LA County to Use Public Funds to Aid Defense of Pro-Palestinian Protestors Arrested at UCLA

LA County to Use Public Funds to Aid Defense of Pro-Palestinian Protestors Arrested at UCLA

California Highway Patrol (CHP) officers detain a protestor while clearing a pro-Palestinian encampment after dispersal orders were given at the University of California, Los Angeles (UCLA) campus, on May 2, 2024. (Mario Tama/Getty Images)

Micaela Ricaforte

Micaela Ricaforte

5/17/2024

Updated: 5/17/2024

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The Los Angeles County Board of Supervisors passed a motion earlier this month to direct the county public defender’s office to provide defense attorneys and legal resources for the pro-Palestinian activists who were arrested at the University of California–Los Angeles (UCLA) earlier this month.
The board members voted 4–1 May 7 to allocate $1 million from the county’s public defense funds to the several hundred protesters detained in the protest.
Supervisor Kathryn Barger voted against the motion. During the meeting, she questioned the move saying public defenders are already available to defendants who cannot afford legal representation.
Pro-Palestine protestors link arms across from members of law enforcement in an encampment at UCLA in Los Angeles on May 2, 2024. (Eric Thayer/Getty Images)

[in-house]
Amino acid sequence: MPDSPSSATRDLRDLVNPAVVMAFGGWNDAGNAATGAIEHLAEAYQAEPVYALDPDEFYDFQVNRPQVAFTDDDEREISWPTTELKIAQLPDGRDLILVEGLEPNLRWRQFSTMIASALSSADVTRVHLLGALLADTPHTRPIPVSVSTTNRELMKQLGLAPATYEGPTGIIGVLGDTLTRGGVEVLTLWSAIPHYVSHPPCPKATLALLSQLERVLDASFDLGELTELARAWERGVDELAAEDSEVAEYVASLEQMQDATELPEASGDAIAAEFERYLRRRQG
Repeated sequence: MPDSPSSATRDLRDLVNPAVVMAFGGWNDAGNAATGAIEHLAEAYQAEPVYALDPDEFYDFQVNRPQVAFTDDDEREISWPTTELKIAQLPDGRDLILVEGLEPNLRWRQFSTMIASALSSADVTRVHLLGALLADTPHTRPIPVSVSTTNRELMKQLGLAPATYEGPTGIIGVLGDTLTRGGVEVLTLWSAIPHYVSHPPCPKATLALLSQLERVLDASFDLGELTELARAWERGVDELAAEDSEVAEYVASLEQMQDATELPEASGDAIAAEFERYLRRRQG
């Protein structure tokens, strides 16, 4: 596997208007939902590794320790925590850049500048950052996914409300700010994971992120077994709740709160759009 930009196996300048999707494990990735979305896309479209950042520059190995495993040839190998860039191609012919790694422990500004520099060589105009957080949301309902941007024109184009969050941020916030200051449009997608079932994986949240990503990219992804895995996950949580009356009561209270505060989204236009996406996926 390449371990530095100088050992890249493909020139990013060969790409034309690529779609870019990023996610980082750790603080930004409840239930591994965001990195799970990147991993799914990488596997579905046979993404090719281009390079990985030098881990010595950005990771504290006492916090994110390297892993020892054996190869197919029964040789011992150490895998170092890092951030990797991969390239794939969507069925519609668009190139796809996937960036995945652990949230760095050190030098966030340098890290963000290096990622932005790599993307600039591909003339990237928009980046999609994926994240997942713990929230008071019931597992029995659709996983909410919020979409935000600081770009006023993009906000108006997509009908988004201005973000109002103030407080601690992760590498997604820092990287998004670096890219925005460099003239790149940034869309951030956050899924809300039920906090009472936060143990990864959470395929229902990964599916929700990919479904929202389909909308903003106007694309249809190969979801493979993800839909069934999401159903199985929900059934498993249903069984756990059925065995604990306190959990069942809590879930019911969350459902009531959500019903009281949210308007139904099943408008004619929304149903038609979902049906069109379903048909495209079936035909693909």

Pro-Palestine protestors link arms across from members of law enforcement in an encampment at UCLA in Los Angeles on May 2, 2024. (Eric Thayer/Getty Images)

Several UCLA students spoke during the meeting’s public comment advocating for the resolution, including multiple members of the school’s Undergraduate Students Association Council, which represents the undergraduate study body at the university.
The move comes after the LA County Public Defenders Union called on the district and city attorney’s offices not to press “life-altering” charges against those arrested during the protest.
Meanwhile, groups like the National Lawyers Guild had already been providing legal aid to the arrested protesters at UCLA, according to reports by the school’s student radio station.
From April 30 to May 2, hundreds of pro-Palestinian protesters set up a large encampment on UCLA’s campus and clashed with hundreds of pro-Israel counter-protesters May 2, prompting police to respond to the scene, at the request of university officials.
Officers who responded arrested more than 200 protesters, who face misdemeanor charges of failing to disperse, according to Los Angeles Police Department Chief Dominic Choi.
UCLA is also facing lawsuits this week after Jewish students and faculty claimed administrators failed to protect them during the protests.
A Jewish student sued UCLA officials May 13 in Los Angeles Superior Court, alleging civil rights violations, negligence, assault and battery, and breach of contract.
Her lawsuit, filed by Los Angeles attorney Michael Reznick, asks the court for an order barring the creation and sponsoring of a “dangerous condition” at the campus.
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Micaela Ricaforte

Micaela Ricaforte

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Micaela Ricaforte covers education in Southern California for The Epoch Times. In addition to writing, she is passionate about music, books, and coffee.

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